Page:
Puss In Boots 2011

Posted on 27. Jun, 2013 by in CGI Animation Cat Films

Puss in Boots (Three-Disc Combo: Blu-ray 3D/Blu-ray/DVD/Digital Copy) is a retelling of the traditional “puss in boots” tale with scenes and situations added for modern sensibilities (Puss has a love interest, a female cat who has the same spirit and independence he shows) and tweaked to reference other fairy tales (Puss teams up with a childhood friend, who happens to be a character in another fairy tale, as well as the new woman in his life to benefit from a quest which riffs on the Jack-and-Beanstalk story) as well as values of citizenship and loyalty (though Humpty and Puss spend their formative years in the same orphanage and engage in some juvenile delinquency, in maturity, Puss tries to adhere to the values of straight-and-narrow promoted by the woman who owns him, the overseer of the orphanage, while Humpty continues on a path of crime, becoming a “bad egg”.) The movie is also set in a Hispanized but unspecified era and location. (Implied to be South or Central America or Mexico in some indistinct pre-modern time, where everyone conveniently speaks Latino-accented English). Both Humpty and Puss ultimately end up outlaws, though there is bad blood between them, it takes some convincing and the catalyst of the new love interest (female cat) to get them to team up and go on the quest which defines the movie, and leads to further bonding among all three, and to Humpty’s end-of-movie character redemption.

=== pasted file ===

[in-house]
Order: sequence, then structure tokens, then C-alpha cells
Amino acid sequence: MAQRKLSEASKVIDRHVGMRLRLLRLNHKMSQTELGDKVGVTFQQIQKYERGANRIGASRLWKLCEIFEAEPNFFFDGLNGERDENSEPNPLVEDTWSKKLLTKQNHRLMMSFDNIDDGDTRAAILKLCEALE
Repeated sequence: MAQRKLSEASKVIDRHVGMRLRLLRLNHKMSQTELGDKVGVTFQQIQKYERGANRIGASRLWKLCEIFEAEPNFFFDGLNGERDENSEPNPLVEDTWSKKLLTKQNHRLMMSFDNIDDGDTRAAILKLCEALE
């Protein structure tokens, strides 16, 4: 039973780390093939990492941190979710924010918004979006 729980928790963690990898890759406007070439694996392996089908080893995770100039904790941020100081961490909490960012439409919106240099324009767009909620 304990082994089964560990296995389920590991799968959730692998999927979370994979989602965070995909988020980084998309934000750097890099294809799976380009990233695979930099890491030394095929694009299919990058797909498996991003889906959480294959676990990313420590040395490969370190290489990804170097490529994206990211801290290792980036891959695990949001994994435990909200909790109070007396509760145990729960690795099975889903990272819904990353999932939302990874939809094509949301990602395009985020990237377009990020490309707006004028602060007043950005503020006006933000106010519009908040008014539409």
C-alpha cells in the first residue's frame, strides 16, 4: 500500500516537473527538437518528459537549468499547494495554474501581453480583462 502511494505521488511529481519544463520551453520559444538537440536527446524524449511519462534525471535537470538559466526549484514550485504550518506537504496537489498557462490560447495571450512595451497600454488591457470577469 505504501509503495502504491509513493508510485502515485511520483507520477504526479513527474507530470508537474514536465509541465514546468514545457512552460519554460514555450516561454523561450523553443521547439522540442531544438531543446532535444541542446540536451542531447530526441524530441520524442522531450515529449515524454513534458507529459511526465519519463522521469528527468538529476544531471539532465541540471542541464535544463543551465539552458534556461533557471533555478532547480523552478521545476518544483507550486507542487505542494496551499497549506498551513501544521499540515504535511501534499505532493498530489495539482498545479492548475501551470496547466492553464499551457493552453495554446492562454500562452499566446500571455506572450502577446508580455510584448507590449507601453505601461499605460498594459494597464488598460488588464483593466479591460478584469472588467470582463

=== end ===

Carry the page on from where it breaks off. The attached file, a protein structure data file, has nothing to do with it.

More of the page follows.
Though it is implied, as far as it can be in a movie ostensibly intended for children, that Puss is a “love ’em and leave ’em” sort of character with regard to the opposite sex, (he is seen to attempt to depart the cat bed of a sleeping feminine Persian cat without waking her); this is part and parcel of the trappings of the “outlaw”; he also goes to a bar to order a glass of “leche” when he could very well have more milk with less hassle in different circumstances (indeed, his “Wanted” poster status comes up as a result of his going to that bar). From this bar which primarily serves and is staffed by humans, he transitions to The Glitter Box, a bar/nightclub patronized by cats, also shown in the DVD menu. It is through this bar scene that he meets another feline swordsman in a disguising dark leather catsuit, which initially obscures his opponent’s gender. When he uses unconventional tactics to win the fight, her gender is revealed, and (in a demonstration of correctly chivalrous behavior) he ceases to fight her. He later learns that she, too, is an outlaw of sorts, and she is later seen to affect similar sartorial trappings (boots, hat, sword belt, etc.). The gender difference is shown through her voice and subtly feminine body shape and mannerisms. Though they get off to a rough start, Puss and Kitty SoftPaws become an “item” by the end of the movie. Both Puss and Kitty Softpaws are flawed heroes of sorts. Puss is in trouble with the authorities of the place and time, through circumstances not entirely of his own doing. Kitty SoftPaws is an admitted sneak thief and pickpocket who demonstrates the latter skill a couple of times during the movie. Both have been abandoned and adopted: Puss when he was a kitten ended up on the doorstep of the orphanage, and Kitty Softpaws at one time had a secure but misguided human family who had her declawed, leaving her options for survival compromised, and leading to her career of sneak thievery and pickpocketing. Her circumstances of departure from the otherwise loving household are left untold, but it is implied that the declawing led to her running away and embarking on her life of crime. She is thus similar in reasoning and appearance (also a black cat with white feet!) to another female cat deprived of claws but still living wild and through their wits in another motion graphics drama.

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